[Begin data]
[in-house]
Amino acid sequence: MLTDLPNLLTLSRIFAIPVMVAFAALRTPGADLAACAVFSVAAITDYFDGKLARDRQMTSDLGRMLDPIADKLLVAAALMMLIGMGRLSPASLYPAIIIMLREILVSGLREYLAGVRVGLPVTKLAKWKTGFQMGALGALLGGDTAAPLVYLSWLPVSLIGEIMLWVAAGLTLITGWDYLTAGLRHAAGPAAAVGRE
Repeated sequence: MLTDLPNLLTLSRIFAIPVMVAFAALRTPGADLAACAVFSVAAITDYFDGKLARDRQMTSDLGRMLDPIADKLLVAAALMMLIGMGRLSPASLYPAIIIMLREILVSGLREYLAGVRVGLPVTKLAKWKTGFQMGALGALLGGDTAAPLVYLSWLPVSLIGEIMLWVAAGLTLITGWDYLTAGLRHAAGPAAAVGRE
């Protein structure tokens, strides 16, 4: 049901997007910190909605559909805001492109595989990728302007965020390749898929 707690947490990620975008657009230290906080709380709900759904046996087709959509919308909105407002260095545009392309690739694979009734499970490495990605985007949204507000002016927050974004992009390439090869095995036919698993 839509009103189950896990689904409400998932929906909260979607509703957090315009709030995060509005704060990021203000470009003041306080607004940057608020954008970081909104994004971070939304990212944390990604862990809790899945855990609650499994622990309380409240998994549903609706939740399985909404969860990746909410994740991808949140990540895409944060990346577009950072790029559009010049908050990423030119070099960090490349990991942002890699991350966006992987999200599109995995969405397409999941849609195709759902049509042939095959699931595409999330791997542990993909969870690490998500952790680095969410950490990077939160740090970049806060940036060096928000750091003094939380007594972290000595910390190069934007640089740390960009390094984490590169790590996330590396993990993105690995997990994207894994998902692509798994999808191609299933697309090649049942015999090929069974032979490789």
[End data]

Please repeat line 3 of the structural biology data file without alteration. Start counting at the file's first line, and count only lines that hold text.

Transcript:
Repeated sequence: MLTDLPNLLTLSRIFAIPVMVAFAALRTPGADLAACAVFSVAAITDYFDGKLARDRQMTSDLGRMLDPIADKLLVAAALMMLIGMGRLSPASLYPAIIIMLREILVSGLREYLAGVRVGLPVTKLAKWKTGFQMGALGALLGGDTAAPLVYLSWLPVSLIGEIMLWVAAGLTLITGWDYLTAGLRHAAGPAAAVGRE